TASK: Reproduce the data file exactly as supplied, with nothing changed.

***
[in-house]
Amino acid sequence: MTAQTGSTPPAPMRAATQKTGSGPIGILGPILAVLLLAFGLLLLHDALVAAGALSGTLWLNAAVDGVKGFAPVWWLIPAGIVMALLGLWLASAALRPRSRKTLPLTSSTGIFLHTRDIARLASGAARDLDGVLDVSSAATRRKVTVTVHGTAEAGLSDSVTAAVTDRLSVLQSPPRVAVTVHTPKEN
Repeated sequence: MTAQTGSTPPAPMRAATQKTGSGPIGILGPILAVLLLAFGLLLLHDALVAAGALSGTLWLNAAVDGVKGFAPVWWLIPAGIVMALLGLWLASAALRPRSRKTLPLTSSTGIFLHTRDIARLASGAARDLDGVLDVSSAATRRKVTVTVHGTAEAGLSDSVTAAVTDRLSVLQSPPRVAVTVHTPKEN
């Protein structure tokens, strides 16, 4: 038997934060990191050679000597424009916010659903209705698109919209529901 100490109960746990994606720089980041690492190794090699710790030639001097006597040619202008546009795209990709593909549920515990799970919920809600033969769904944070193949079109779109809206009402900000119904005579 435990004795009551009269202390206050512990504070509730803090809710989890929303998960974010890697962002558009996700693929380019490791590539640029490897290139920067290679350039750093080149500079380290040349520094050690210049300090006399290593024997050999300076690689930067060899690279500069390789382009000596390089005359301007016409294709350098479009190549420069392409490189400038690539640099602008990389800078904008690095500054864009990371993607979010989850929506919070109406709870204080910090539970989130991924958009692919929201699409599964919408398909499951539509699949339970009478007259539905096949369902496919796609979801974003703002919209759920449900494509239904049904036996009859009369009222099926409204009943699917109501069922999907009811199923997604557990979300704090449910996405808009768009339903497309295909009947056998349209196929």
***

[in-house]
Amino acid sequence: MTAQTGSTPPAPMRAATQKTGSGPIGILGPILAVLLLAFGLLLLHDALVAAGALSGTLWLNAAVDGVKGFAPVWWLIPAGIVMALLGLWLASAALRPRSRKTLPLTSSTGIFLHTRDIARLASGAARDLDGVLDVSSAATRRKVTVTVHGTAEAGLSDSVTAAVTDRLSVLQSPPRVAVTVHTPKEN
Repeated sequence: MTAQTGSTPPAPMRAATQKTGSGPIGILGPILAVLLLAFGLLLLHDALVAAGALSGTLWLNAAVDGVKGFAPVWWLIPAGIVMALLGLWLASAALRPRSRKTLPLTSSTGIFLHTRDIARLASGAARDLDGVLDVSSAATRRKVTVTVHGTAEAGLSDSVTAAVTDRLSVLQSPPRVAVTVHTPKEN
């Protein structure tokens, strides 16, 4: 038997934060990191050679000597424009916010659903209705698109919209529901 100490109960746990994606720089980041690492190794090699710790030639001097006597040619202008546009795209990709593909549920515990799970919920809600033969769904944070193949079109779109809206009402900000119904005579 435990004795009551009269202390206050512990504070509730803090809710989890929303998960974010890697962002558009996700693929380019490791590539640029490897290139920067290679350039750093080149500079380290040349520094050690210049300090006399290593024997050999300076690689930067060899690279500069390789382009000596390089005359301007016409294709350098479009190549420069392409490189400038690539640099602008990389800078904008690095500054864009990371993607979010989850929506919070109406709870204080910090539970989130991924958009692919929201699409599964919408398909499951539509699949339970009478007259539905096949369902496919796609979801974003703002919209759920449900494509239904049904036996009859009369009222099926409204009943699917109501069922999907009811199923997604557990979300704090449910996405808009768009339903497309295909009947056998349209196929």